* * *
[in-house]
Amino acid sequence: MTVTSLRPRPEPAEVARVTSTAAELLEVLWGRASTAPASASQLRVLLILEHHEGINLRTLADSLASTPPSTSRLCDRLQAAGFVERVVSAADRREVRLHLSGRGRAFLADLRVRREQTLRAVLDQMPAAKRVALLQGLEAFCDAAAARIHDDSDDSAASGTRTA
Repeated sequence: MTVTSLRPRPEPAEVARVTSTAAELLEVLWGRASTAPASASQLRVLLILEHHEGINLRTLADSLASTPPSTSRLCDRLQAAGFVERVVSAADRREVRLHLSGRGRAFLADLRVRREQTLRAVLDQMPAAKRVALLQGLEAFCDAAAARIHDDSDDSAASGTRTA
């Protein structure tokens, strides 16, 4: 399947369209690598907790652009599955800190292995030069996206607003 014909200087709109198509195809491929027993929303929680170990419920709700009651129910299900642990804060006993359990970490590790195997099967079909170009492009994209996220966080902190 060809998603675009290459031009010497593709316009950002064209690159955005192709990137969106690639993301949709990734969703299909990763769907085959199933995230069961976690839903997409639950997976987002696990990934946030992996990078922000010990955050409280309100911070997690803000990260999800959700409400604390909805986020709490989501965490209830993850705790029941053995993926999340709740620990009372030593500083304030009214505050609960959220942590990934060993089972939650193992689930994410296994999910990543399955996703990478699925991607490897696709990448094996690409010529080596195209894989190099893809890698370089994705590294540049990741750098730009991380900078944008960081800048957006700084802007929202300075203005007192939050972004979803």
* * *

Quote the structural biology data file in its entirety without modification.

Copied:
[in-house]
Amino acid sequence: MTVTSLRPRPEPAEVARVTSTAAELLEVLWGRASTAPASASQLRVLLILEHHEGINLRTLADSLASTPPSTSRLCDRLQAAGFVERVVSAADRREVRLHLSGRGRAFLADLRVRREQTLRAVLDQMPAAKRVALLQGLEAFCDAAAARIHDDSDDSAASGTRTA
Repeated sequence: MTVTSLRPRPEPAEVARVTSTAAELLEVLWGRASTAPASASQLRVLLILEHHEGINLRTLADSLASTPPSTSRLCDRLQAAGFVERVVSAADRREVRLHLSGRGRAFLADLRVRREQTLRAVLDQMPAAKRVALLQGLEAFCDAAAARIHDDSDDSAASGTRTA
């Protein structure tokens, strides 16, 4: 399947369209690598907790652009599955800190292995030069996206607003 014909200087709109198509195809491929027993929303929680170990419920709700009651129910299900642990804060006993359990970490590790195997099967079909170009492009994209996220966080902190 060809998603675009290459031009010497593709316009950002064209690159955005192709990137969106690639993301949709990734969703299909990763769907085959199933995230069961976690839903997409639950997976987002696990990934946030992996990078922000010990955050409280309100911070997690803000990260999800959700409400604390909805986020709490989501965490209830993850705790029941053995993926999340709740620990009372030593500083304030009214505050609960959220942590990934060993089972939650193992689930994410296994999910990543399955996703990478699925991607490897696709990448094996690409010529080596195209894989190099893809890698370089994705590294540049990741750098730009991380900078944008960081800048957006700084802007929202300075203005007192939050972004979803």